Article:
The importance of health & safety training for construction workers

Construction worker is a broad term which encapsulates a vast array of job titles, from bricklayers and boilermakers to cabinet makers, carpenters and many more besides. However, one element which ties all construction workers together is the danger inherent in their work.

Construction Safety ConsultancyAccording to recent research, the construction industry accounts for just 5 percent of the Irish workforce, but a staggering 22 per cent of the country’s fatal workplace accidents, and 10 per cent of its serious injuries.

In this day and age, even one workplace death is too many, which is why it is so important for businesses, contractors and self employed construction workers to take their health and safety responsibilities seriously. Whilst there are some injuries which result from factors out of the control of both employers and employees, the vast majority of accidents could have been avoided if workers had received the appropriate level of health and safety training.

Who is responsible for your safety?

If you work as an employee for a construction firm, your employer has a duty to protect you by providing the information, instruction, supervision, equipment and training required to safely complete your work. You also have certain responsibilities as an individual, which include:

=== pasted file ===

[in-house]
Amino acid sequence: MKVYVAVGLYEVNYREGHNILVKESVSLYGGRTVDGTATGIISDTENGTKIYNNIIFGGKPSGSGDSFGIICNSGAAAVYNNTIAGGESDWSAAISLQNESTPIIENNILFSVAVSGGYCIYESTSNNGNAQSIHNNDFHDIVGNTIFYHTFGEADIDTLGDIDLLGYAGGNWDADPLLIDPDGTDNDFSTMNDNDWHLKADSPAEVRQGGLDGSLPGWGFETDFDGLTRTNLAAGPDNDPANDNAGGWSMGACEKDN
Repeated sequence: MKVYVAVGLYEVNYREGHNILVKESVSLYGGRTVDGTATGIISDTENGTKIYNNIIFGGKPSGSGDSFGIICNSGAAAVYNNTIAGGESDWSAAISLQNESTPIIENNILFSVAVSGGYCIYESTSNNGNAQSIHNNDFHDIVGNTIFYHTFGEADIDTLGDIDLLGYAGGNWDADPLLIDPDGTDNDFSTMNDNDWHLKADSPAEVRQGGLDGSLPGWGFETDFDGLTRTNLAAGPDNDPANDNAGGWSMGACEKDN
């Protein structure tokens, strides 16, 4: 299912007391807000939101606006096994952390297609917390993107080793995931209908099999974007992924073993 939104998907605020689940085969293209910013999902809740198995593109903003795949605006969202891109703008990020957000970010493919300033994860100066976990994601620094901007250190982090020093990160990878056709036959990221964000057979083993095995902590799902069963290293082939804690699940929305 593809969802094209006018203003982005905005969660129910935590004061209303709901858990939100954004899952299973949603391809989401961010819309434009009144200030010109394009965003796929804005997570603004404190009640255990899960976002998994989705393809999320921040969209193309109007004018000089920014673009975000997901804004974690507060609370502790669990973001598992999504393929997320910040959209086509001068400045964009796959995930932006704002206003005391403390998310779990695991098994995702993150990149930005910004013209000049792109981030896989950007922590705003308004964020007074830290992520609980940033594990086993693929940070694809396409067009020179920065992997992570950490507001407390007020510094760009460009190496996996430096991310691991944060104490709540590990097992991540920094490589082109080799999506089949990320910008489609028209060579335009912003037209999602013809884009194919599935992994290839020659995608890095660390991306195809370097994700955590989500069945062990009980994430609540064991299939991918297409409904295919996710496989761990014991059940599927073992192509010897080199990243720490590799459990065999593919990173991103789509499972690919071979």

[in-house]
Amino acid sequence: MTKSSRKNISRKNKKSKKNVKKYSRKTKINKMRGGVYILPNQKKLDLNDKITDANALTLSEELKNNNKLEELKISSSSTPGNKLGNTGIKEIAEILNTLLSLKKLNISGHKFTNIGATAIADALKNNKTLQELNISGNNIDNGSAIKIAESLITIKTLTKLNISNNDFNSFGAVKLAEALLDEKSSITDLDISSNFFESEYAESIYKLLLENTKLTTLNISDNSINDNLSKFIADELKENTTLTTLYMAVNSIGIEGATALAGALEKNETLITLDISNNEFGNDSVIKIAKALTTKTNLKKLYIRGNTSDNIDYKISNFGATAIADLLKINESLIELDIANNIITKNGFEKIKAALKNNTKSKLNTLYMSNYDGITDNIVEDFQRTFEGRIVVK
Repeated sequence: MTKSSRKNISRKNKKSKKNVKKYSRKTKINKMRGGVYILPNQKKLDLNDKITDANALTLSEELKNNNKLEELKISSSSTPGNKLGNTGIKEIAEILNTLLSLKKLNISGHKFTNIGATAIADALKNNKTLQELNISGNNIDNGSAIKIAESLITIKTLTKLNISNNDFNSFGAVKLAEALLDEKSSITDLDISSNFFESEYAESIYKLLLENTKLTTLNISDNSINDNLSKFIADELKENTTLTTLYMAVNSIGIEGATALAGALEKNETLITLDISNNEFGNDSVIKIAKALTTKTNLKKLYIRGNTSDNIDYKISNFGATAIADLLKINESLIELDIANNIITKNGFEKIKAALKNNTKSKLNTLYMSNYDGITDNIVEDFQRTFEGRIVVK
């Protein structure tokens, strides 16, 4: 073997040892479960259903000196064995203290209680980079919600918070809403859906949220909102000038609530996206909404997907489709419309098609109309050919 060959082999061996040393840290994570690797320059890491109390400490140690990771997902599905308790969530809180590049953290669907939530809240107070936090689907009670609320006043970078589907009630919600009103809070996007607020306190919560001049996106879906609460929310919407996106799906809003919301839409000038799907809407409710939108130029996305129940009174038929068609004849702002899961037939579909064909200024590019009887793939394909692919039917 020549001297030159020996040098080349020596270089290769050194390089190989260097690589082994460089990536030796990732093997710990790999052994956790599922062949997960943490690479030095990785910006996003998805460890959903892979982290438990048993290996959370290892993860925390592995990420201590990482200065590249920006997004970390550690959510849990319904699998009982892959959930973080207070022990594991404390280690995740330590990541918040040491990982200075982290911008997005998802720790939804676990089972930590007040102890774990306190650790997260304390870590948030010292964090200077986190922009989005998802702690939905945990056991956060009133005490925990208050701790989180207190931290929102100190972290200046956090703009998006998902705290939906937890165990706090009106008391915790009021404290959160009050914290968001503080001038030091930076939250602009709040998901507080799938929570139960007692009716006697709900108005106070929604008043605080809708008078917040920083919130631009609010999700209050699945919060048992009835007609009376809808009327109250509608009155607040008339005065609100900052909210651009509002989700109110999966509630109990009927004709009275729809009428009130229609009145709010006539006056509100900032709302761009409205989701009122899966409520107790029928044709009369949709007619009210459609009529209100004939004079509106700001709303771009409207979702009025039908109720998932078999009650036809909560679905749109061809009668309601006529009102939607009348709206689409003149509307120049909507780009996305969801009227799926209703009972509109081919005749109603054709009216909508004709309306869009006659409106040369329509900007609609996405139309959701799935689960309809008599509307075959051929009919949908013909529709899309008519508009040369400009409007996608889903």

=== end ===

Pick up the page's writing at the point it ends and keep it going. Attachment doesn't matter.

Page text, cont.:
–         Exercising reasonable care for your own safety and the safety of colleagues and members of the public who might be affected by your work.

–         Correctly operating machinery whilst wearing all the necessary protective equipment and reporting any defects as soon as they have been identified.

–         Co-operating with your employer on all health and safety matters.

–         Not misusing or interfering with any equipment provided to protect your health, safety and wellbeing.

What are the potential hazards?

Construction workers are exposed to a wide range of hazards through the course of their work. These hazards vary from trade to trade and job to job, and although workers will only be exposed to most hazards for a few minutes at a time, the majority of hazards are likely to reoccur. There are also hazards caused by those working nearby, which might put a secondary worker at risk.

The main hazards in the construction industry include:

–         Falls from height

–         Slips and trips

–         Carrying heavy loads

–         Falling objects

–         Working in confined spaces

–         Being struck by a vehicle

–         Dust inhalation

–         Injuries from hand tools

–         Exposure to dangerous substances

–         Injuries from  vibrating machinery

With so many potential hazards, it is vital that employers do everything they can to reduce the risks by implementing thorough training and keeping their employees up-to-date and informed. For more information about health and safety training for construction workers, call on 0818 333 212 or complete our online enquiry form.